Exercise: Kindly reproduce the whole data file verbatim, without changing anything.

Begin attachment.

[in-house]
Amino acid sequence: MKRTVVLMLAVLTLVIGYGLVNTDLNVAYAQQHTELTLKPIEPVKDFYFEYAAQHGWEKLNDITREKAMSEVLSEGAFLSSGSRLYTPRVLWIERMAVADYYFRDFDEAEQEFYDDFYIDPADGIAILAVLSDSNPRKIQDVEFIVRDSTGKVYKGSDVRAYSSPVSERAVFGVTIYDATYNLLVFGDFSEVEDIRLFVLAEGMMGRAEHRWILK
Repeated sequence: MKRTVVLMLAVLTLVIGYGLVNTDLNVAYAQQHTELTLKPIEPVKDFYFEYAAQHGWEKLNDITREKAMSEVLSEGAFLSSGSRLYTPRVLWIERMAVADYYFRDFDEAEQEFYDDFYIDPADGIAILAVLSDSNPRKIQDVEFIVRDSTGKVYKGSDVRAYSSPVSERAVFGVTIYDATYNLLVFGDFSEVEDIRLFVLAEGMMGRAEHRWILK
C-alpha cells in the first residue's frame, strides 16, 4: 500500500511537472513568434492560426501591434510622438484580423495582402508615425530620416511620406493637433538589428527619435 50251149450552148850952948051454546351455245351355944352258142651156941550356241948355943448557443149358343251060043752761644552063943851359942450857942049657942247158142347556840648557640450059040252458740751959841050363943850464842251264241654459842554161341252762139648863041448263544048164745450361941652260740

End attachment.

[in-house]
Amino acid sequence: MKRTVVLMLAVLTLVIGYGLVNTDLNVAYAQQHTELTLKPIEPVKDFYFEYAAQHGWEKLNDITREKAMSEVLSEGAFLSSGSRLYTPRVLWIERMAVADYYFRDFDEAEQEFYDDFYIDPADGIAILAVLSDSNPRKIQDVEFIVRDSTGKVYKGSDVRAYSSPVSERAVFGVTIYDATYNLLVFGDFSEVEDIRLFVLAEGMMGRAEHRWILK
Repeated sequence: MKRTVVLMLAVLTLVIGYGLVNTDLNVAYAQQHTELTLKPIEPVKDFYFEYAAQHGWEKLNDITREKAMSEVLSEGAFLSSGSRLYTPRVLWIERMAVADYYFRDFDEAEQEFYDDFYIDPADGIAILAVLSDSNPRKIQDVEFIVRDSTGKVYKGSDVRAYSSPVSERAVFGVTIYDATYNLLVFGDFSEVEDIRLFVLAEGMMGRAEHRWILK
C-alpha cells in the first residue's frame, strides 16, 4: 500500500511537472513568434492560426501591434510622438484580423495582402508615425530620416511620406493637433538589428527619435 50251149450552148850952948051454546351455245351355944352258142651156941550356241948355943448557443149358343251060043752761644552063943851359942450857942049657942247158142347556840648557640450059040252458740751959841050363943850464842251264241654459842554161341252762139648863041448263544048164745450361941652260740